Swallows, Swifts or Martins? Hard to tell at times. When I worked in the town of Corfu, in a ground-floor office on a narrow alley, we were often required to rush outside to rescue some unlucky swift that had fallen from the rooftops and crashed into the alley below. Sometimes these were adult birds, more often they were novice flyers. Once on the ground, usually unharmed, their wings were too long for them to be able to get lift-off. The local vet taught us how to pick them up and hurl them into the air so that they could get wind under their wings – it was such a triumph when they took off.
(Have you ever listened to Bette Midler sing ‘Wind Beneath My Wings’? Sentimental, Kleenex-rating high, but illustrates how we can help others to fly high, literally and metaphorically.)
Swallows return every year to the same nests and usually to the same mates. Once they are mated, the male spends all his time in flight, seeking food for the female, and he rarely settles till the young are on the wing and fending for themselves.

In San Stephano, there is a small supermarket which, when I first knew it, was the local shop, and they kept one door unglazed so that the returning swallows could fly in and reclaim their old nest in the interior beams, high above the cheese counter. The Corfiots have a special fondness for their swallows, and wherever they have nests, in bars and restaurants, above the tables, the owners rig up various devices so that the birds debris from nest-making and, er, related activities, does not fall on to unsuspecting patrons.
We used to watch the swallow families as the day approached for that first flight, anxious parents tutoring their offspring in the mechanics of aviation, until the day itself dawned, and we would all gather around to watch and cheer on the young flyers, raising our glasses to them. (Any excuse..)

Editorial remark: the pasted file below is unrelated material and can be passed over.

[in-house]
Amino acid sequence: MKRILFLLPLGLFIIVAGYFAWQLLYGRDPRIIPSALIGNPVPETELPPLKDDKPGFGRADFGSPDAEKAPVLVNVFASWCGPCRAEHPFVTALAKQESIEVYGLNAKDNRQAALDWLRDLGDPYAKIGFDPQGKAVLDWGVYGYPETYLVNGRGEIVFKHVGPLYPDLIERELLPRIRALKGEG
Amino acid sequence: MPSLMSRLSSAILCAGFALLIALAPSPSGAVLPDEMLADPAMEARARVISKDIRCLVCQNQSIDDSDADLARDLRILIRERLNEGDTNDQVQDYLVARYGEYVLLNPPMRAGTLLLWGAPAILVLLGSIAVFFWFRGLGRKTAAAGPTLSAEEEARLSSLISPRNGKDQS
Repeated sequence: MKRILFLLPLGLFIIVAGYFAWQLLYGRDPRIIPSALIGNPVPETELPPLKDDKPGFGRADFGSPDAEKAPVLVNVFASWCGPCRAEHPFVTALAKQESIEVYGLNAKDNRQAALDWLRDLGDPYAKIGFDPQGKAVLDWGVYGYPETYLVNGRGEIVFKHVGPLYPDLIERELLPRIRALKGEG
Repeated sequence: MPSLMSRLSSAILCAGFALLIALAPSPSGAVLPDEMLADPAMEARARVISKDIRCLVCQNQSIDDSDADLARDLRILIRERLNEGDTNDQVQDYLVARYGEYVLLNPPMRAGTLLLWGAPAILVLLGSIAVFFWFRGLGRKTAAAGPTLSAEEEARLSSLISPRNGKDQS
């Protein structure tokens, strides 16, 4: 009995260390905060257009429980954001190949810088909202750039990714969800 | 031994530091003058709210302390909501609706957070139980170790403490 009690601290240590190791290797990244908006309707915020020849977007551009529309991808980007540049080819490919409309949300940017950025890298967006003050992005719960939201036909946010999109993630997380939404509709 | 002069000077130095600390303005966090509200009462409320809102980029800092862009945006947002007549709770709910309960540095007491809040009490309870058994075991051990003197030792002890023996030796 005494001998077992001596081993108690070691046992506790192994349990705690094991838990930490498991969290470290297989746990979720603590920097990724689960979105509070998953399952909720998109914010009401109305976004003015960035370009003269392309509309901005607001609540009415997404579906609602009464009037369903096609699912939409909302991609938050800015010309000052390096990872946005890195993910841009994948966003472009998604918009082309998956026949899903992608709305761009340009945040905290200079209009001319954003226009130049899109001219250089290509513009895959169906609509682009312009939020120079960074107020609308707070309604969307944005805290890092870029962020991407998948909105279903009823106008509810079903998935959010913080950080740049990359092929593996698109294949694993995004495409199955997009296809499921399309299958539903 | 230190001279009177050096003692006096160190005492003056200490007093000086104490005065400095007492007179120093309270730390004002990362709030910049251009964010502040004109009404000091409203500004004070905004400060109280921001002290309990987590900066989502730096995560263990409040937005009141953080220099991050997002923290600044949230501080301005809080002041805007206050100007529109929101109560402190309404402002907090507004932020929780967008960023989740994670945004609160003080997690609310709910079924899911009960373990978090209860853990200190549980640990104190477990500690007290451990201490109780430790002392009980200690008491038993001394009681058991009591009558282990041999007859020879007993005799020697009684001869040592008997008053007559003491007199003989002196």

I leave with this short extract from My Family and Other Animals by Gerald Durrell:
"Spring had arrived and the island was sparkling with flowers. Lambs with flapping tails gambolled under the olives, crushing the yellow crocuses under their tiny hooves. Baby donkeys with bulbous and uncertain legs munched among the asphodels. The ponds and streams and ditches were tangled in chains of spotted toads' spawn, the tortoises were heaving aside their winter bedclothes of leaves and earth, and the first butterflies, winter-faded and frayed, were flitting wanly among the flowers." My Family and Other Animals by Gerald Durrell.

If you have never read his book, or have forgotten how wonderful its descriptions of Corfu are, I urge you to read it, preferably while you are in Corfu.

One final, final word – I am not a ‘twitcher; and there is much I do not know about birds. I am aware that some of the birds I have mentioned are not seasonal visitors, they are residents. I plead ignorance and a tendency to exercise poetic licence! Oh dear, and I still haven't mentioned the nightingales, or told you about the Grey Parrot.....

And as for this Angry Bird... another time!

Photos from my own collection and also by Joanna, Frosso, Julie, Aleka.